Floods don’t discrimate. Saving the Warmun Community Art Collection

On the 13 March 2011 after weeks of heavy rain the rivers and tributaries in the east Kimberley overflowed, sending a deluge across the land forming a torrent of water throughout the region. Nestled tightly on Turkey Creek, the Warmun community was ravaged. The community was declared a natural disaster zone and nearly everyone was airlifted from their homes to Kununurra 200 km away. The Warmun Art Centre, which held the Community Art Collection, sustained considerable damage to its buildings, equipment and its artworks. At least half of the items in the Collectin were submerged in muddy flood waters and all sustained mould damage due to humid conditions over the following days. With generous probono support from all around, and in particular from Argyle Diamond Mine and CCMC, and from ANKAAA the collection was helicoptered to an air-conditioned building and into the safe hands of CCMC conservators.  Toll Holdings provided a truck to bring the artworks to Melbourne.

The Warmun Community Art Collection holds the earliest art produced in the Kimberley containing significant works by the first generation artists of the east Kimberley painting movement: Paddy Jaminji, Rover Thomas, Jack Britten, Henry Wambini, Hector Jandany, George Mung and Queenie McKenzie. For many years, elders would congregate under a bough shelter and use these items to teach. The children who were taught with these items are now adults and practicing artists themselves. They too, now believe their children need to be educated in the same way. The survival of these artworks is in jeopardy and the Centre for Cultural Materials Conservation (CCMC) at the University of Melbourne is helping with it preservation. However, support is needed for the Centre to complete work on the most important and most badly damaged works.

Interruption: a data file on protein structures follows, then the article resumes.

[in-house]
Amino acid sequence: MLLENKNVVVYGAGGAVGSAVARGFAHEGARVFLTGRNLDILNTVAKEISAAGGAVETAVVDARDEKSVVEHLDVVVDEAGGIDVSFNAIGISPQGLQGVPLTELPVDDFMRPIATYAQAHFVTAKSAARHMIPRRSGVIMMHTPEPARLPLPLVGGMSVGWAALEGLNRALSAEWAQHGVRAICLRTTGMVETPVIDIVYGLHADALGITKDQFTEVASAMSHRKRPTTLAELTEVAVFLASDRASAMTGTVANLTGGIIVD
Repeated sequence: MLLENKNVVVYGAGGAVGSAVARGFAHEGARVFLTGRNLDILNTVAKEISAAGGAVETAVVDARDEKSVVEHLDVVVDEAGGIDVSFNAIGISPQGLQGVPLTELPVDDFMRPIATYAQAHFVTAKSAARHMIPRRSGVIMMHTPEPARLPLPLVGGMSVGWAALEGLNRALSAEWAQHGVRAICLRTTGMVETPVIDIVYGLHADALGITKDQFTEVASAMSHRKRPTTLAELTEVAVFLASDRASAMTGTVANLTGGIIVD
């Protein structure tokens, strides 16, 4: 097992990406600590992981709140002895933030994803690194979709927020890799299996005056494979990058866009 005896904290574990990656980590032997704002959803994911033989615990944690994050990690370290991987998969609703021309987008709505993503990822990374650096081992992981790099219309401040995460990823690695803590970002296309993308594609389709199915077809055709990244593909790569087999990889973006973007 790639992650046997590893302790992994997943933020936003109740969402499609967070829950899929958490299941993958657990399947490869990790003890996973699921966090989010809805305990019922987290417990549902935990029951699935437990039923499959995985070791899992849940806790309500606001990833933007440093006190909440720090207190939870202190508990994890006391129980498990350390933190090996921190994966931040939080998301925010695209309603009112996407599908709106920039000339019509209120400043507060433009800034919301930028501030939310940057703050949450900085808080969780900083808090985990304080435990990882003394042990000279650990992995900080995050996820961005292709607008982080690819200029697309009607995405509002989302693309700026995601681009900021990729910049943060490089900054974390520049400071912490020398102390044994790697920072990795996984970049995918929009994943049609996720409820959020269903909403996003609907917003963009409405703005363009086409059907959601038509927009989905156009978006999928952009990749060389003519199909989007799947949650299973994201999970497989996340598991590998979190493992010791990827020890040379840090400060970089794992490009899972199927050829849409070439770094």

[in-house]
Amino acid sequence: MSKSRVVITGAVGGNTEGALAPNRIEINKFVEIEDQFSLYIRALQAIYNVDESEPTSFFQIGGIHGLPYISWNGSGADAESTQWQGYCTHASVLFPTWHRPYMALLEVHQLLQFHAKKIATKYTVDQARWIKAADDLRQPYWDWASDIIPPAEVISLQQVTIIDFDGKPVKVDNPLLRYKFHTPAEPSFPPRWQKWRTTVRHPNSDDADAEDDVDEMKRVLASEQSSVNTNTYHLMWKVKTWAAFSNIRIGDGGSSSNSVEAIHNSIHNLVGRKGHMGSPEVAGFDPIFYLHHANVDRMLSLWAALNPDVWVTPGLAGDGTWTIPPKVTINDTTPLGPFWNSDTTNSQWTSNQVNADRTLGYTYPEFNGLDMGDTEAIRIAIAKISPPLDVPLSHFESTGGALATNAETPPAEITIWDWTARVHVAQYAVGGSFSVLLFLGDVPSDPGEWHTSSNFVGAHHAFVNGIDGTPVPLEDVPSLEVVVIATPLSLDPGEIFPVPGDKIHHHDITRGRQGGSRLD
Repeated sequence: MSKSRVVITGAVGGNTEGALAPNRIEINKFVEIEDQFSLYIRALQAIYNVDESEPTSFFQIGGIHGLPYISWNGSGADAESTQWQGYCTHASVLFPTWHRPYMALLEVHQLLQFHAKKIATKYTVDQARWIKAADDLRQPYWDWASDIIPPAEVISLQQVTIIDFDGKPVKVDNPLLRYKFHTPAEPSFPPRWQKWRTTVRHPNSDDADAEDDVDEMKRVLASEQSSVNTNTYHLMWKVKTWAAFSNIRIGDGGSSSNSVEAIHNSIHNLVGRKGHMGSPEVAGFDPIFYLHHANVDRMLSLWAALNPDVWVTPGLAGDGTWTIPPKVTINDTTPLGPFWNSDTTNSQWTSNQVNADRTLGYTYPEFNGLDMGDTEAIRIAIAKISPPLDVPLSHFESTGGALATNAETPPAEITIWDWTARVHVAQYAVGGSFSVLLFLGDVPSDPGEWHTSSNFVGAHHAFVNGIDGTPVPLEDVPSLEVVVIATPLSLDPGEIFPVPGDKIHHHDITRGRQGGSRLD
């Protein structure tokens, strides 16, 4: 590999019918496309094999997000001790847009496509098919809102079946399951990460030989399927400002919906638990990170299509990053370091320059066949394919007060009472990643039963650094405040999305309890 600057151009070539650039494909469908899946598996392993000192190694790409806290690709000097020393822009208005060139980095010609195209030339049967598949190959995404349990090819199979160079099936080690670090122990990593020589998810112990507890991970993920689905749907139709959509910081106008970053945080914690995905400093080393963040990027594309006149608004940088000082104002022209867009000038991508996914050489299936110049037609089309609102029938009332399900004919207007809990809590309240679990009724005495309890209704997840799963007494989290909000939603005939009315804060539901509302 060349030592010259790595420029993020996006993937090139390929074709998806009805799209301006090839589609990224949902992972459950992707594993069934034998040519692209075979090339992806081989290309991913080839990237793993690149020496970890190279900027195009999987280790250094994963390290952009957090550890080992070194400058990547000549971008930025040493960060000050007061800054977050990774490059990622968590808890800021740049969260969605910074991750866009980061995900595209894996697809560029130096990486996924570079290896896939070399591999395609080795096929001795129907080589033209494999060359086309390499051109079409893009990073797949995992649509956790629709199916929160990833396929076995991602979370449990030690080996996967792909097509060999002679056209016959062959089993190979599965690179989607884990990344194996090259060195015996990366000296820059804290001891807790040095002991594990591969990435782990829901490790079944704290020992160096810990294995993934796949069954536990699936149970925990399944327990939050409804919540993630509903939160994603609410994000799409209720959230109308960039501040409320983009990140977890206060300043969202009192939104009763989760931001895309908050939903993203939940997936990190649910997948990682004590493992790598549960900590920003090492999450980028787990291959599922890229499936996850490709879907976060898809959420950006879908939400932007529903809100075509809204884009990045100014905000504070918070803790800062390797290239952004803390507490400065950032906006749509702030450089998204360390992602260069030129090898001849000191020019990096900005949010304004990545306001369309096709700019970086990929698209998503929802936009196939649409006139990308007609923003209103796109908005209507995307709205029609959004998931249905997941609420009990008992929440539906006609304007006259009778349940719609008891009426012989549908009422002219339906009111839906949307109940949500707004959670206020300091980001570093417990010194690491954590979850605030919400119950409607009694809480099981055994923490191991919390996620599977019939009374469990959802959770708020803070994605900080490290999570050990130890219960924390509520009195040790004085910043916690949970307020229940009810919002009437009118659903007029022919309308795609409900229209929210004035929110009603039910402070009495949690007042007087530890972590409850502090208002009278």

From 17 to 21 October community elders will visit Melbourne to advise on the conservation program for the collection. To ensure this collection is returned to its rightful place, your help is needed. A fundraising dinner will be held at University House at the University of Melbourne on 21 October 2011.  Community elders and conservators will talk about the importance of this collection and about the conservation program that will see its safe return to Warmun. Tickets to the dinner are available at $150 per ticket, including three courses and wine. For bookings or information on how you can help support the conservation of this important collection please contact Director of the CCMC, Associate Robyn Sloggett on 8344 6455 or email: rjslog@unimelb.edu.au.

JILL ORR Between somewhere and nowhere.

Between somewhere and nowhere is Jill Orr’s new photographic series. This body of work explores society’s obsession with authenticity and further discusses photography as a means of illusion. We are surrounded by photographs which are based on false ideals or fictions and to some extent we accept them as truth.

The photographs exhibit a staged theatrical performance with dramatic scenes of ghost like figures emerging from a haunted wetland abyss. Elusive women wear costumes of lace and white linen while props such as canaries and canoes balance an ambiguous line between gravity and humour. The ominous background fades into smoke, while bringing to your attention the artificiality of the scene. The photographs revel in the past, appropriating a macabre 19th century daguerreotype portrait.

Since the 1970’s Jill Orrs work has grappled with psychological and environmental issues within contemporary society. Moving between performance art and photography, her works explain human intervention with the non-human environment. Orr’s previous and significant works such as Bleeding Trees,Faith in a faithless land and Southern Cross: to bear and behold explore Australian history and culture in the context of the natural landscape.

Jenny Port Gallery, Level 1, 7 Albert Street, Richmond, Victoria. Jill Orr, Between somewhere and nowhere. October 26 – November 19, 2011